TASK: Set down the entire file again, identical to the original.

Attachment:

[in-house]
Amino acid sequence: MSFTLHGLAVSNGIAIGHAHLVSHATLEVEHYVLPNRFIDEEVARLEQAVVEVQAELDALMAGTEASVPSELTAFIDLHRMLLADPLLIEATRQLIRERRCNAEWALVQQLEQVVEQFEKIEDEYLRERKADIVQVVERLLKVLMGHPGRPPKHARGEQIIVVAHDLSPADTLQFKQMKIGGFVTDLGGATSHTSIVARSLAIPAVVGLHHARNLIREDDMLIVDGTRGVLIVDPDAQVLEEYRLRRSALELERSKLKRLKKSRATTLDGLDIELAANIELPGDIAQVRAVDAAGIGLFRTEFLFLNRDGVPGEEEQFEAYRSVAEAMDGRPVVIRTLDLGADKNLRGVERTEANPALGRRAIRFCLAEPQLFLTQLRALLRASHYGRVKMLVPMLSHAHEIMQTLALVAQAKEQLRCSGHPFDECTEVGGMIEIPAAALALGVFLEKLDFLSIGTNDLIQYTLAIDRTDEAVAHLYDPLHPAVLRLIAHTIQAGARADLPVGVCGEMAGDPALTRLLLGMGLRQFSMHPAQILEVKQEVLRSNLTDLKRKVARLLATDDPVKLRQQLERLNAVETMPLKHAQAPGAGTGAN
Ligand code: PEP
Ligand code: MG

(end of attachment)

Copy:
[in-house]
Amino acid sequence: MSFTLHGLAVSNGIAIGHAHLVSHATLEVEHYVLPNRFIDEEVARLEQAVVEVQAELDALMAGTEASVPSELTAFIDLHRMLLADPLLIEATRQLIRERRCNAEWALVQQLEQVVEQFEKIEDEYLRERKADIVQVVERLLKVLMGHPGRPPKHARGEQIIVVAHDLSPADTLQFKQMKIGGFVTDLGGATSHTSIVARSLAIPAVVGLHHARNLIREDDMLIVDGTRGVLIVDPDAQVLEEYRLRRSALELERSKLKRLKKSRATTLDGLDIELAANIELPGDIAQVRAVDAAGIGLFRTEFLFLNRDGVPGEEEQFEAYRSVAEAMDGRPVVIRTLDLGADKNLRGVERTEANPALGRRAIRFCLAEPQLFLTQLRALLRASHYGRVKMLVPMLSHAHEIMQTLALVAQAKEQLRCSGHPFDECTEVGGMIEIPAAALALGVFLEKLDFLSIGTNDLIQYTLAIDRTDEAVAHLYDPLHPAVLRLIAHTIQAGARADLPVGVCGEMAGDPALTRLLLGMGLRQFSMHPAQILEVKQEVLRSNLTDLKRKVARLLATDDPVKLRQQLERLNAVETMPLKHAQAPGAGTGAN
Ligand code: PEP
Ligand code: MG